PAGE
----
Vietnamese citizens have been reporting fake text messages with user interfaces nearly identical to official apps and websites that ask recipients to provide bank information.
Bui Huyen from Hanoi said she nearly lost around VND280 million ($11,930) after receiving a scam text message from a number identified as “Vietcombank.”
The message came on Saturday last week, telling her that her VCB Digibank banking app had been logged into on an unknown device. The message provided a link to log into her account.
Huyen immediately clicked the link to secure her account because the text appeared on an official SMS thread from Vietcombank, so harbored no suspicions.
“The interface for logging in was identical to the app I often use, so I entered my account name and password as requested,” Huyen said.
Just as she was about to “log in”, she realized that the interface was supposed to belong to an app, not a website. So she took a second look at the domain name and saw the “.top” part in the URL, which was not supposed to be there.
“Then I suspected I was being tricked, so I turned on my app, transferred all my money to another account and called the hotline. I realized I was being scammed, but could have lost all my money if I had entered my information and the OTP code,” she said.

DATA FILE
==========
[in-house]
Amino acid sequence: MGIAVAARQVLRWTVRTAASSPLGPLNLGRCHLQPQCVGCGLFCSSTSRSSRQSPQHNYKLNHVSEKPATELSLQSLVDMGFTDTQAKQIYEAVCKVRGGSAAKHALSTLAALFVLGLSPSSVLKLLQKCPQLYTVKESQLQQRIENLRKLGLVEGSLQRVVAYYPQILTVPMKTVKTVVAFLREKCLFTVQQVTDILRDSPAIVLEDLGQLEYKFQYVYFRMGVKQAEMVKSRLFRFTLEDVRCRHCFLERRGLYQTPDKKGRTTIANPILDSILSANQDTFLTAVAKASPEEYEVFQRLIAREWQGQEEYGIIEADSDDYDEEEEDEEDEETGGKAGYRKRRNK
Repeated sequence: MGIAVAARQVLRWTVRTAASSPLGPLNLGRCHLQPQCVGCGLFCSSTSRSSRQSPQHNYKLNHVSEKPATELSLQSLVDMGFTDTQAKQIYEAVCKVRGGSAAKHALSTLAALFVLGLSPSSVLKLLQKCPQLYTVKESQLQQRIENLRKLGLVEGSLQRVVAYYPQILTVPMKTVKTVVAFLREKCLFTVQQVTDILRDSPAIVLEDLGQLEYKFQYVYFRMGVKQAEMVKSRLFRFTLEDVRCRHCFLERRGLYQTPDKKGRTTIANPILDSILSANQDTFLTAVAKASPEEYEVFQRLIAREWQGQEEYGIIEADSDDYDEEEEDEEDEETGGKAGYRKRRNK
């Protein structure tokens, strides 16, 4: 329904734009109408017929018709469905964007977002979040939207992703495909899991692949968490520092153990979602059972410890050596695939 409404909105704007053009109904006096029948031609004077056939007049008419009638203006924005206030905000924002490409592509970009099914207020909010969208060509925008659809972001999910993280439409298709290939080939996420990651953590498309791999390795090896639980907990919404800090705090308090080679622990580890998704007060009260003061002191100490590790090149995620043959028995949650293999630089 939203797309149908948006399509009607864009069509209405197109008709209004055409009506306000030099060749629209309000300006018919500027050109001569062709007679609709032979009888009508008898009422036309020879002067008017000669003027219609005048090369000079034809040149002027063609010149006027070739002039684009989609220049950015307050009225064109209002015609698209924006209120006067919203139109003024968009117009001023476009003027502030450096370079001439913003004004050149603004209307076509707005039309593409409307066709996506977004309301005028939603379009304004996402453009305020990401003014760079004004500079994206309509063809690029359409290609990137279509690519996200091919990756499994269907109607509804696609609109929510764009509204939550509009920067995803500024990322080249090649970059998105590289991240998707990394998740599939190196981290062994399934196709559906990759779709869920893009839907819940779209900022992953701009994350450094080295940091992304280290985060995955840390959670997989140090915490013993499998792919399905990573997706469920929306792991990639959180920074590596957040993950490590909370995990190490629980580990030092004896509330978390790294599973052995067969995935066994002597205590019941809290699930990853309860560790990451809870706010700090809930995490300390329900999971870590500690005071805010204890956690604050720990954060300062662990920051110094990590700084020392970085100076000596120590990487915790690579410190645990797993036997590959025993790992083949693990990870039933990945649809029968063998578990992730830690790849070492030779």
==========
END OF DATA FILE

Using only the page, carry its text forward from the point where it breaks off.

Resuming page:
Ngo Minh Hieu, founder of the Anti-Phishing project, said phone users in Vietnam have been receiving similar messages recently. This scam involving the use of copycat logos and interfaces from financial institutions has been around in Vietnam since 2021 and is making a comeback.
“Bad actors know how afraid people are of losing money, making them more susceptible to tricks asking them to follow instructions. If one accesses a fake website and enters their information, they will lose their account info, password, money and other kinds of data, like phone numbers, locations and IP addresses,” Hieu said.
Scams of this type may include website domains like “bankname.vn-a.top”, where criminals can insert the names of different banks into the URL. It is then easy for people to think it’s a legitimate website and many are likely to fall for the ploy, Hieu said.
Fake SMS are usually disseminated through fake base transceiver stations (BTS) for delivery to people’s phones. Criminals use the same bank brand names on messages that are grouped together within the same thread as other legitimate messages, making it more likely that people would believe them.
“If you receive this message, it means that the scammer is in close proximity with you,” Hieu said.
On Monday, several banks, including Vietcombank and MSB, warned users about the scam. Banks and security experts recommend people only access official websites and banking apps, and not to click on any suspicious links.
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